I don't see why this would be such a problem. It's structured debate. Those who don't like it can just stay out of it.
Faith, do you think these are fair terms for YECs to operate under?
"Assuming that the global flood as written in Genesis actually happened, how do we explain the physical evidence?". No doubt people would still miss the point and say it isn't science, but that's just forums for you.
The problems arise when:
1) YECers try to change the definition of science so that it can include all philosophies (or more particularly theirs)...this is a silly idea.
2) YECers say that the scientists who have accrued all this evidence are interpreting wrong since they are doing it in accordance scientific manner and which contradicts their philosophy.
3) YECers say that scientists are liars, athiests, heathens and are hiding the truth to indoctrinate our youth (hey that rhymes).
I was following you until the last part. I see the criticisms as valid (not sure if they're true, I haven't involved myself in following the debates much, they get so messy). But I didn't understand here:
IRH's offer was good. That's why Faith is working on turning it into a sham debate where the Flood must be assumed to be true.
Why does this turn it into a sham debate? As long as people address the hypotheses she puts forward in explaining the evidence, I see it as a reasonable debate. She either can find a way to support "the flood happened" AND IRH's evidence, or she can't. Judgement of this is done by the ability or inability to find evidence that conflicts with her supporting hypotheses.
If the debate proceeded in that manner, would it still be a "sham debate"?
By the way, I really appreciate the tone of your responses. I find them to be informative and constructive / instructive.
The literalist tried it with his "how did the flood happen" discussion but as per normal (for YECs not him in particular) when faced with an ever-mounting list of reasons why large aspects of his theory was impossible, we were answered with "well let's just assume that element is true somehow and move onto the next bit".
he only way the conflict about our premise could conceivably be resolved is if we are permitted to argue from it freely to show that we have good alternative explanations to evolutionist explanations of biology and OE explanations of geology.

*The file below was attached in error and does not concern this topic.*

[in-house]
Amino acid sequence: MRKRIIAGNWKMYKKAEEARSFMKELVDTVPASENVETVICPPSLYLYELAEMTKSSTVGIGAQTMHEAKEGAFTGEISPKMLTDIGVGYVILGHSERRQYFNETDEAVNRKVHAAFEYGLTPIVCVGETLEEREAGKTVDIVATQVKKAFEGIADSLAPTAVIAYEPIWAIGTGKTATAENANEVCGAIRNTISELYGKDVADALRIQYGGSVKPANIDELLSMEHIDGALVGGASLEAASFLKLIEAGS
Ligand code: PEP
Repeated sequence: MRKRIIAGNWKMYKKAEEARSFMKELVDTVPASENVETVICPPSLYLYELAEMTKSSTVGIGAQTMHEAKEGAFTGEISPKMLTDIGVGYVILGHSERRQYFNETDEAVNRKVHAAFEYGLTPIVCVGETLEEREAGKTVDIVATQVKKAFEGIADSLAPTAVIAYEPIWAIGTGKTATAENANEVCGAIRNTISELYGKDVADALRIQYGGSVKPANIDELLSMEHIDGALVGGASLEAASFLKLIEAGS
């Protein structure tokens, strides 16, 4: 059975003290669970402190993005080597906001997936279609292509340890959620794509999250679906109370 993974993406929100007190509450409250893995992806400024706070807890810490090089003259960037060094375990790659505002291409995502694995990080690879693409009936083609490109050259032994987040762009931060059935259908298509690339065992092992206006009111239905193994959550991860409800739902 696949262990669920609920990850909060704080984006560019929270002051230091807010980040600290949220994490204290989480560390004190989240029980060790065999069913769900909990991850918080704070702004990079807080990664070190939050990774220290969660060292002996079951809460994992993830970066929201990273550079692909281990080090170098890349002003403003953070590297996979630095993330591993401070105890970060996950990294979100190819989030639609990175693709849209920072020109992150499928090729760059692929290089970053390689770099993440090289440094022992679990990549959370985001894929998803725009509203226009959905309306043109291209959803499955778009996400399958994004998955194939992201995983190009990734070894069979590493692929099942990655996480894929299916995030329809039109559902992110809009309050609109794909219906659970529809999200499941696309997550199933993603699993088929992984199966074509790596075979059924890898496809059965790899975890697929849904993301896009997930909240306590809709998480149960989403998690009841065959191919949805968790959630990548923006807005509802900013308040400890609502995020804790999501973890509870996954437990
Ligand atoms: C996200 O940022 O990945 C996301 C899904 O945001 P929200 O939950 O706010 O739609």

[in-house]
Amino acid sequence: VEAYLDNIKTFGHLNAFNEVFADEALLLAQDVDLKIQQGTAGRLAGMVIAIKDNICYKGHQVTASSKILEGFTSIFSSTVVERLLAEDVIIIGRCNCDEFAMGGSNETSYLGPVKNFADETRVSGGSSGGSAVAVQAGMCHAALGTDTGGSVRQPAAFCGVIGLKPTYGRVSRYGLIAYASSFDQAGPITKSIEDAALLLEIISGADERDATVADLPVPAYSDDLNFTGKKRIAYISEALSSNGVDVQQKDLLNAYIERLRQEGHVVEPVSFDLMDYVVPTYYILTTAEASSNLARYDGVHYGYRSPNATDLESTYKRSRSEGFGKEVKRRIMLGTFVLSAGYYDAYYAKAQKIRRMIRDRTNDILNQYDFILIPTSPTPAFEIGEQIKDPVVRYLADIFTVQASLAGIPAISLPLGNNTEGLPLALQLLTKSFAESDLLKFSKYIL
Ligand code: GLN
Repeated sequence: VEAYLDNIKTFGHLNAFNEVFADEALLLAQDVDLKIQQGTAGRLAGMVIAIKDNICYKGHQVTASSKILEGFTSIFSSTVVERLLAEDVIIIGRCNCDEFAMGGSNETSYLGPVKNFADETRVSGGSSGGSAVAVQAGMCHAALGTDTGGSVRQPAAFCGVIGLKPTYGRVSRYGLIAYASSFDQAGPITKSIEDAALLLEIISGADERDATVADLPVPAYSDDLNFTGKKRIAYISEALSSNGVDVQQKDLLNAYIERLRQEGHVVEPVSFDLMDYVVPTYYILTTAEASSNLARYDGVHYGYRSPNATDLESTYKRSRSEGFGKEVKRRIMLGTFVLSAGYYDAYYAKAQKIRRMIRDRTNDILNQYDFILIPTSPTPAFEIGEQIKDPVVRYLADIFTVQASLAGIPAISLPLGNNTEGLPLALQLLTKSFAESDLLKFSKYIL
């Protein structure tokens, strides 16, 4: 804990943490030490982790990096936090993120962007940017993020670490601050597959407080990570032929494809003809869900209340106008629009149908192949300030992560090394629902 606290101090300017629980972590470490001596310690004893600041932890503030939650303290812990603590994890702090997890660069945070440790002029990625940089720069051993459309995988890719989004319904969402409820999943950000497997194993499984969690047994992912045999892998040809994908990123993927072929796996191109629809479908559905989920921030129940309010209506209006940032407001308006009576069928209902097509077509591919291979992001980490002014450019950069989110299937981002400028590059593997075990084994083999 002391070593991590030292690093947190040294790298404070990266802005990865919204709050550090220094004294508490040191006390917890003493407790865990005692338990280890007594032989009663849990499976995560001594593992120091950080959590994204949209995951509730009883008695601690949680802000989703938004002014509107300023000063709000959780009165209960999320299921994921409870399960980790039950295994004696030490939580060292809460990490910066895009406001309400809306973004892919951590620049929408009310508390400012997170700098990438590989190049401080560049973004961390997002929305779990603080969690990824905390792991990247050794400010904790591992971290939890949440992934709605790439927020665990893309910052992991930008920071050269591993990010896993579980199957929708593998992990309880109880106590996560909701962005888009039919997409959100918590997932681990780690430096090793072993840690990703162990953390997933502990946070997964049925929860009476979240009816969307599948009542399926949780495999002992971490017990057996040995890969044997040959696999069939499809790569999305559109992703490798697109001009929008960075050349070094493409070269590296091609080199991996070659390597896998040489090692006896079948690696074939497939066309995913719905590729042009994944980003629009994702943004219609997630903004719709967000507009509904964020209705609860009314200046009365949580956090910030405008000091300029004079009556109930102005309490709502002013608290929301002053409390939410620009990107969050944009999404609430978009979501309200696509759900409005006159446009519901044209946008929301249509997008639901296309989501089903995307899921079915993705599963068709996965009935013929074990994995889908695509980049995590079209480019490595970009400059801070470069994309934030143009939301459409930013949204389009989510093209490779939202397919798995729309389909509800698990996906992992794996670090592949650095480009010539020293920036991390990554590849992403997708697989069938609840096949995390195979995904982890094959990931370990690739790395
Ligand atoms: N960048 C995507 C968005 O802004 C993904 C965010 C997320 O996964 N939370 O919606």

So, in other words, you propose a "middle ground" by way of proposing possible explanations that could match the Biblical account. The debates would center on proving those specific scenarios right or wrong, without applying to proving the Bible itself wrong.
In other words, given a murder that represents, say the FLood story, you could propose that Col. Mustard did it in the library with the lead pipe, and that scenario could be debated. Even if Col. Mustard is exopnerated, the murder itself (thou the non-literalists could believe it a suicide) would go undebated, functioning as an assumpton.
I would be agreeable to that, so long as debates that debunk the Bible's literal truth are still allowed for those of us who are willing to participate. Interesting discussions happen there, after all. But I could understand and participate in a debate where the Bible is assumed to be true, and the details of how are debated scientifically, as a sort of "YEC-friendly" section, or if the assumtion of literalism is stated in the OP.
I wouldn't want such a thing to happen in a school, but it sounds okay to me for certain debates here.
Every time a fundy breaks the laws of thermodynamics, Schroedinger probably kills his cat.
Well, that's to their disadvantage... but I don't think that invalidates the approach. Sometimes, that's how developing hypotheses and working incrementally happens. You avoid the hardest problems and you start from wherever you can.
In cognitive science, that happens ALL the time. For example, people are constantly dodging consciousness; very few people study it directly (at what level of processing does consciousness come from the brain?), and basically NOBODY confronts the "hard problem" (i.e. is it necessary that consciousness come from physicality? What are the conditions that are present which causes it to be necessary?)
Another example is how we dodge all complex behavior, and we work on totally ecologically invalid laboratory tasks. When studying language, we study behavior on individual phonemes. When investigating where language processing happens in the brain, most paradigms use SINGLE WORD paradigms. At the best, single sentence. Is language just words? No... just we're totally incapable to tackle the hard problems, so we do what we can.